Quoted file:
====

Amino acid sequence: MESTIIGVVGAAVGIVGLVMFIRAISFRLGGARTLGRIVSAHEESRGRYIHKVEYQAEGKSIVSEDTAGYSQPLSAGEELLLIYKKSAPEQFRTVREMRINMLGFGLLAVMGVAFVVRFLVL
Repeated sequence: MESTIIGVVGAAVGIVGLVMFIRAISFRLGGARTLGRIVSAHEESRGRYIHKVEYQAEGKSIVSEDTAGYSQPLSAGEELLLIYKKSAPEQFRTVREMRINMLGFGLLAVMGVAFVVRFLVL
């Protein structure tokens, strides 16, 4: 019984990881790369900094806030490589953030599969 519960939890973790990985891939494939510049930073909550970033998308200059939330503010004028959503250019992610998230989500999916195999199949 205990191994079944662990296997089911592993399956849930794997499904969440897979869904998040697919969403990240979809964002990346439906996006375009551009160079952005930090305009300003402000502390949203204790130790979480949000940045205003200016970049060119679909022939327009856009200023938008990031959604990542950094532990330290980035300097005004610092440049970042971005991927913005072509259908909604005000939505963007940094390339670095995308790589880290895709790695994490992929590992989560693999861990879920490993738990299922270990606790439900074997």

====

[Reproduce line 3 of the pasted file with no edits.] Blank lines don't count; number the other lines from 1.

């Protein structure tokens, strides 16, 4: 019984990881790369900094806030490589953030599969 519960939890973790990985891939494939510049930073909550970033998308200059939330503010004028959503250019992610998230989500999916195999199949 205990191994079944662990296997089911592993399956849930794997499904969440897979869904998040697919969403990240979809964002990346439906996006375009551009160079952005930090305009300003402000502390949203204790130790979480949000940045205003200016970049060119679909022939327009856009200023938008990031959604990542950094532990330290980035300097005004610092440049970042971005991927913005072509259908909604005000939505963007940094390339670095995308790589880290895709790695994490992929590992989560693999861990879920490993738990299922270990606790439900074997």